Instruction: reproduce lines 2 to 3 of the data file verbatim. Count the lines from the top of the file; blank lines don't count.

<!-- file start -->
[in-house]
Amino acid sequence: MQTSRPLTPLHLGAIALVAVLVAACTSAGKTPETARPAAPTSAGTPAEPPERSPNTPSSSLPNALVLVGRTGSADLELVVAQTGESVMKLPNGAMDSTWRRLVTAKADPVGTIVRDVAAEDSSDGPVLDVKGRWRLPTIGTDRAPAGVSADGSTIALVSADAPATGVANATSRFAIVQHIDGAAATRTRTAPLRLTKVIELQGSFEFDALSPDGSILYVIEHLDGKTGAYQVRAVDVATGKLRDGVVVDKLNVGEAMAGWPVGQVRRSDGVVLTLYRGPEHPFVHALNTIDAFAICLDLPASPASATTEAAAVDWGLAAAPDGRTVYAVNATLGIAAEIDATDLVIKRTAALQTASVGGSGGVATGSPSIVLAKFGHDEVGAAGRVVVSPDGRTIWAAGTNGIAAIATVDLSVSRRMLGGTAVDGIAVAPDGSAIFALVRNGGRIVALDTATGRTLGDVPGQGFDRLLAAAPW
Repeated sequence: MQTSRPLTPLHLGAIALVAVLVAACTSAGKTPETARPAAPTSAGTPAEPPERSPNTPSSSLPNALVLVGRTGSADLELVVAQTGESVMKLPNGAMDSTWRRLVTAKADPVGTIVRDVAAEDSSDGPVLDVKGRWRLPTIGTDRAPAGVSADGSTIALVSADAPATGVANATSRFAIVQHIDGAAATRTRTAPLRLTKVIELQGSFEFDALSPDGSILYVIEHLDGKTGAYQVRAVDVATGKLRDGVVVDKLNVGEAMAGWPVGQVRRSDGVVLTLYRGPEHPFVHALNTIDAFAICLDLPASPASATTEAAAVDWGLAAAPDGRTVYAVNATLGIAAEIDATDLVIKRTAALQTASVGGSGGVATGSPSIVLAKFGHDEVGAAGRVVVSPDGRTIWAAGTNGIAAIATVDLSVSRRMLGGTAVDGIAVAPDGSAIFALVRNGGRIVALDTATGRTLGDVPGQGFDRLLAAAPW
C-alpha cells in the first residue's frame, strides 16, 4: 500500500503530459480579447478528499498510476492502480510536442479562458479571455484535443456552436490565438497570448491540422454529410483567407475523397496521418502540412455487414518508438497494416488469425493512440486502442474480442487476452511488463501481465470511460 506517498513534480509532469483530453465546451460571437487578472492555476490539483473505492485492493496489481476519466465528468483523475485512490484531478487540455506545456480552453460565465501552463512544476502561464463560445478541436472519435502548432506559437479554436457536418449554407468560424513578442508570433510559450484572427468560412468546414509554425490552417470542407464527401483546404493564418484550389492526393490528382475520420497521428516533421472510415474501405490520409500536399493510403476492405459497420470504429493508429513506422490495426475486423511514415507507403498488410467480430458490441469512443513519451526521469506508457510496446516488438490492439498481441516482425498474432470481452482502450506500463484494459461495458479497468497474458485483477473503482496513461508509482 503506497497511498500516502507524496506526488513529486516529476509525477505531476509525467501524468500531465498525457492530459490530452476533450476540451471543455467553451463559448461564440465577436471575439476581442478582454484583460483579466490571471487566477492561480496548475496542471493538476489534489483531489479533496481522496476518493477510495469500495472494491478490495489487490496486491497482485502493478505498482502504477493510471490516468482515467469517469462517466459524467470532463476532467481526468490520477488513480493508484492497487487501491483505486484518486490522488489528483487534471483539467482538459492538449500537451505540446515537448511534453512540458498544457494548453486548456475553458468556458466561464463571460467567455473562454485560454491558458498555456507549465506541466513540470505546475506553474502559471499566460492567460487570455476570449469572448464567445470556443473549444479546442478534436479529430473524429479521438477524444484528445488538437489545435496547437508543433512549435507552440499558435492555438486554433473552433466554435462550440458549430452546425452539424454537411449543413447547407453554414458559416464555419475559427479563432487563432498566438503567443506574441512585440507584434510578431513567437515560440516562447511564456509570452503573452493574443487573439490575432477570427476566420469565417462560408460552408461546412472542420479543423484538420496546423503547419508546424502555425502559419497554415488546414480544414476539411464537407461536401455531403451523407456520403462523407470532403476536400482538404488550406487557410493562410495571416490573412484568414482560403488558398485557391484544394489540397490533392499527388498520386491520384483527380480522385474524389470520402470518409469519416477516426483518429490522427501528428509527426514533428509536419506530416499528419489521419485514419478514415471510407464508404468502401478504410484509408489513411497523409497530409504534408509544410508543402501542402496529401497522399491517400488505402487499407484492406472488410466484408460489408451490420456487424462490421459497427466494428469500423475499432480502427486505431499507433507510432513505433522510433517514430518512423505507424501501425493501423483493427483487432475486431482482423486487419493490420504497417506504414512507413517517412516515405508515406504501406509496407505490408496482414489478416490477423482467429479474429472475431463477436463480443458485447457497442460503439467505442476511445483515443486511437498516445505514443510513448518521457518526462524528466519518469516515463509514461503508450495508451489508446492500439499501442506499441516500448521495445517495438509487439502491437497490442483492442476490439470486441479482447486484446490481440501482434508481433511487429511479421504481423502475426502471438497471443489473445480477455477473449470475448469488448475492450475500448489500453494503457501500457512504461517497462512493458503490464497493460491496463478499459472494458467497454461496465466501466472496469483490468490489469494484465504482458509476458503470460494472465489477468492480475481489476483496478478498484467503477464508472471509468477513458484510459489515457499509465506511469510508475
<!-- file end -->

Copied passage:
Amino acid sequence: MQTSRPLTPLHLGAIALVAVLVAACTSAGKTPETARPAAPTSAGTPAEPPERSPNTPSSSLPNALVLVGRTGSADLELVVAQTGESVMKLPNGAMDSTWRRLVTAKADPVGTIVRDVAAEDSSDGPVLDVKGRWRLPTIGTDRAPAGVSADGSTIALVSADAPATGVANATSRFAIVQHIDGAAATRTRTAPLRLTKVIELQGSFEFDALSPDGSILYVIEHLDGKTGAYQVRAVDVATGKLRDGVVVDKLNVGEAMAGWPVGQVRRSDGVVLTLYRGPEHPFVHALNTIDAFAICLDLPASPASATTEAAAVDWGLAAAPDGRTVYAVNATLGIAAEIDATDLVIKRTAALQTASVGGSGGVATGSPSIVLAKFGHDEVGAAGRVVVSPDGRTIWAAGTNGIAAIATVDLSVSRRMLGGTAVDGIAVAPDGSAIFALVRNGGRIVALDTATGRTLGDVPGQGFDRLLAAAPW
Repeated sequence: MQTSRPLTPLHLGAIALVAVLVAACTSAGKTPETARPAAPTSAGTPAEPPERSPNTPSSSLPNALVLVGRTGSADLELVVAQTGESVMKLPNGAMDSTWRRLVTAKADPVGTIVRDVAAEDSSDGPVLDVKGRWRLPTIGTDRAPAGVSADGSTIALVSADAPATGVANATSRFAIVQHIDGAAATRTRTAPLRLTKVIELQGSFEFDALSPDGSILYVIEHLDGKTGAYQVRAVDVATGKLRDGVVVDKLNVGEAMAGWPVGQVRRSDGVVLTLYRGPEHPFVHALNTIDAFAICLDLPASPASATTEAAAVDWGLAAAPDGRTVYAVNATLGIAAEIDATDLVIKRTAALQTASVGGSGGVATGSPSIVLAKFGHDEVGAAGRVVVSPDGRTIWAAGTNGIAAIATVDLSVSRRMLGGTAVDGIAVAPDGSAIFALVRNGGRIVALDTATGRTLGDVPGQGFDRLLAAAPW